Monday, March 10, 2008

A matter of perspective

While it's easier than ever to succumb to fear and negative thinking, due to the 24/7 nature of today's news cycle, Boomtown USA's Jack Schultz offered us a healthy dose of perspective, in this post from Friday.

He writes, "I’ve become more convinced that we’ve become a country of worriers. Last year 2/3 of Americans thought we were in a recession, when in fact, all of the economic data from this past year clearly showed that we were not.

We scared ourselves to death in the 70s when we thought that OPEC was going to rule the world, in the 80s when the Japanese were going to buy up all of California (Do you remember when the land under the Imperial Palace was worth more than ALL of California?), in the 90s with the “giant sucking sound to Mexico” and today with offshoring.

My guess is that we’ll find something new to worry about in five years. Meanwhile, we’ll have added several million new jobs, the economy will continue to grow, we’ll be doing even better than we were in 2008 but we’ll continue to think we are going off the cliff."

I'm not suggesting a Pollyanna-ish take on the problems of society, but Schultz has a good point. He also has a good post about artisanal cheesemaking that is pertinent to our own home state.

4 comments:

Jason said...

Neat perspective. I was recently speaking with a friend who is a business owner, and he gave me advice on how to deal with a recession: refuse to participate! If everyone refuses to participate in the recession, it simply can't happen. I laughed it off when he mentioned it, but there is some nugget of truth there. I do believe that we are a strong and vibrant America, but that we have created never before seen levels of foreign debt which will handcuff our ability to sustain long term growth. Workforce development programs, career training, free career resources, and other services provided by state or US funded programs are big targets for cutbacks in our war on debt. Yet, these cuts only serve to further retard our growth and development as a world leader, or even as a nation that provides equal opportunity and access to success to its citizens. I only hope that there is some great break through on the horizon, that allows us to bite into our debt, create new jobs, and provide the training to the aging workforce and their decaying skill sets. I am not pessimistic, though, and don't mean to be an alarmist. To speak of the problems and concerns is the first step to finding solutions. People have to feel comfortable having a public discourse about the potential obstacles and issues, so that they can make informed decisions in their own lives, and maybe generate new ideas and innovation to help re-energize our country's growth. I'm always open to have these discussions, and hope others will join in.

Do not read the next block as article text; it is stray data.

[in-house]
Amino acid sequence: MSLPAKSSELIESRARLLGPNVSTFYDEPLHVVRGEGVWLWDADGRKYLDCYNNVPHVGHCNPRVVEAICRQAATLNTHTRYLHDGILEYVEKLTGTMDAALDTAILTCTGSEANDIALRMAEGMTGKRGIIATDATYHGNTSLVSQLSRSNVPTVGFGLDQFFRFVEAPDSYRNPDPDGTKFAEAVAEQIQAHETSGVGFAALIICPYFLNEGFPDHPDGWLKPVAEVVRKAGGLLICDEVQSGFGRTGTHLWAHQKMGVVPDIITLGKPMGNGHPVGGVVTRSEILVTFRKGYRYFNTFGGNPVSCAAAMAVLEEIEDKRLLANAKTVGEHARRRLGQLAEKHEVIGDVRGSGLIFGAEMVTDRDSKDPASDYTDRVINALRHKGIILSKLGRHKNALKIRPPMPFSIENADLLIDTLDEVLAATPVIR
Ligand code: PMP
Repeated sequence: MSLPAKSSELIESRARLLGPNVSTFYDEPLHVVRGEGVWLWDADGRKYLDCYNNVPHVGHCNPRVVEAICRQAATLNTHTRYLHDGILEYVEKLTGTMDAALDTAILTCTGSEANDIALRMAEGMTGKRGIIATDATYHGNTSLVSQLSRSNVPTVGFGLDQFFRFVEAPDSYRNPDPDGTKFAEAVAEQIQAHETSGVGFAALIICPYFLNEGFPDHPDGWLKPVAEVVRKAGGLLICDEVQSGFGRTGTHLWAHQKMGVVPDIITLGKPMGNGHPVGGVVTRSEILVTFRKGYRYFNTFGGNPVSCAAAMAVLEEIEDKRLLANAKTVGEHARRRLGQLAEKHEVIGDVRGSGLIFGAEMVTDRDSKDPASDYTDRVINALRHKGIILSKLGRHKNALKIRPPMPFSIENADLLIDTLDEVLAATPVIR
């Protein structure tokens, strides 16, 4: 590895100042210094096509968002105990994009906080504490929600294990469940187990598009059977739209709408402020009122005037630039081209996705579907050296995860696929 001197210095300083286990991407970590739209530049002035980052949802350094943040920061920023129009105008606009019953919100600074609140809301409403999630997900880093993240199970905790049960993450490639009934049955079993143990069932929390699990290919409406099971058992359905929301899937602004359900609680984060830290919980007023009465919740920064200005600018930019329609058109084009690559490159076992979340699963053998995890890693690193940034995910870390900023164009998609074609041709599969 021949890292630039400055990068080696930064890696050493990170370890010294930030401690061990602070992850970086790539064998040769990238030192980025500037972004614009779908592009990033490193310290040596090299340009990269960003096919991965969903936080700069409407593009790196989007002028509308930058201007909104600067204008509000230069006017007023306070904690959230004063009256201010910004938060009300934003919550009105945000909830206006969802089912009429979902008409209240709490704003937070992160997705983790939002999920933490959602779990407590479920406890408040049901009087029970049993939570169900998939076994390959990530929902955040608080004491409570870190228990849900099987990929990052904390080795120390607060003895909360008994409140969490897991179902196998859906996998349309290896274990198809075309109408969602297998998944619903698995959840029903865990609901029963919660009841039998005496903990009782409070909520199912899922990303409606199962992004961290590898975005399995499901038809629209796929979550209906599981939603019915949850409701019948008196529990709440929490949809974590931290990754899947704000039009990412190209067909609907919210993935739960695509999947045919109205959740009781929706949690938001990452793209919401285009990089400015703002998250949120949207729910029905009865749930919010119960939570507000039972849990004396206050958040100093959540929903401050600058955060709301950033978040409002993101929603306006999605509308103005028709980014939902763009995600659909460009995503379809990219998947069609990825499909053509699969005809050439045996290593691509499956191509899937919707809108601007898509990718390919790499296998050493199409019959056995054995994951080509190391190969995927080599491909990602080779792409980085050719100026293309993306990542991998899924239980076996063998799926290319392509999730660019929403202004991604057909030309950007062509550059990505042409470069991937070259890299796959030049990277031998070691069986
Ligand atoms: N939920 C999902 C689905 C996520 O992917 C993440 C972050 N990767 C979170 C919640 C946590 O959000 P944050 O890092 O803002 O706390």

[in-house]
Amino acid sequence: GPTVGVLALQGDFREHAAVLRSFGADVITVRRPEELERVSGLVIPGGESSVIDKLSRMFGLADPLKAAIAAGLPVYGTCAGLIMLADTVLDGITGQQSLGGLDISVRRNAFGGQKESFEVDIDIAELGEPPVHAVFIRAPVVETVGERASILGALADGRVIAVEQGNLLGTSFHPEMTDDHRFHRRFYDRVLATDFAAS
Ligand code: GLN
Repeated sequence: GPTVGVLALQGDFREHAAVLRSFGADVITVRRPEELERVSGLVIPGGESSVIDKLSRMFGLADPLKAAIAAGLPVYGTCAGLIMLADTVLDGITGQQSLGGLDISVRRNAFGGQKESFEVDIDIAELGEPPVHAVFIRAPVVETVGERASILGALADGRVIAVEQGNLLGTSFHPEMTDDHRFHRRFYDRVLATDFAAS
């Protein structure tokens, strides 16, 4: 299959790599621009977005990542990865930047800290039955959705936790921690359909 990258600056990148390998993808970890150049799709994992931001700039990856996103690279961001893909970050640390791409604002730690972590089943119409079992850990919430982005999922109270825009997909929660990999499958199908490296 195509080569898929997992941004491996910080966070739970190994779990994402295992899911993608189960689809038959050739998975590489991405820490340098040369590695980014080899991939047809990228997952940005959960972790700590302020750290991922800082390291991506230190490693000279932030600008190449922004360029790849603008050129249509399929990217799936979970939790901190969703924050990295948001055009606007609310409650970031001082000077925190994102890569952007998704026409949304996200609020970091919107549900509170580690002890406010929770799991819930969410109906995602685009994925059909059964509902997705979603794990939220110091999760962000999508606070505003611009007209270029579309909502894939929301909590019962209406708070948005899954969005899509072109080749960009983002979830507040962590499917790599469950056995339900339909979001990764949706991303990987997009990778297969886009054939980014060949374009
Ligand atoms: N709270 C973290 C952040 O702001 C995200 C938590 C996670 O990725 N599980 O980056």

bizdirector said...

Jason,

Thanks for your nuanced and very well-framed comment. I'd say you are dead-on with your points, particularly when you wrote, "Workforce development programs, career training, free career resources, and other services provided by state or US funded programs are big targets for cutbacks in our war on debt."

I don't think it's accidental that America enjoyed its greatest economic growth in the decades following the GI Bill, which allowed returning service members to get a no-cost education and spawned the middle class that built our nation's economic infrastructure.

We need something similar at this juncture, at least something more significant than a $1,200 stimulus check.

g2bn2wn said...

Well said...I like the idea of refusing to participate however isn't that like saying just ignore it and it will go away? No doubt our economy will turn around, it always does but I, for one, cannot ignore it. I cannot afford to.

The workforce development reference is a good one. We must invest in our workforce if we are to compete in a global or even local economy. While Maine has many great opportunities, there are still too many barriers preventing Maine from achieving any kind of sustained economic growth. Taxes, Workers Comp and other costs continue to leave Maine behind as does the cost of educating our young people including the cost of post secondary education. Every student I talk with wants to leave this state as quickly as they can. If I were to do it again, I would have to strongly consider this as well. Too bad, Maine has much to offer and is a beautiful state. Hey...beauty is only skin deep. It's the substance that counts.

bizdirector said...

Wow! Great comments.

I think our state's future and the possibility of sustained economic opportunities require a much more strategic focus.

I know that I'd like to see much more coordination between economic and workforce development.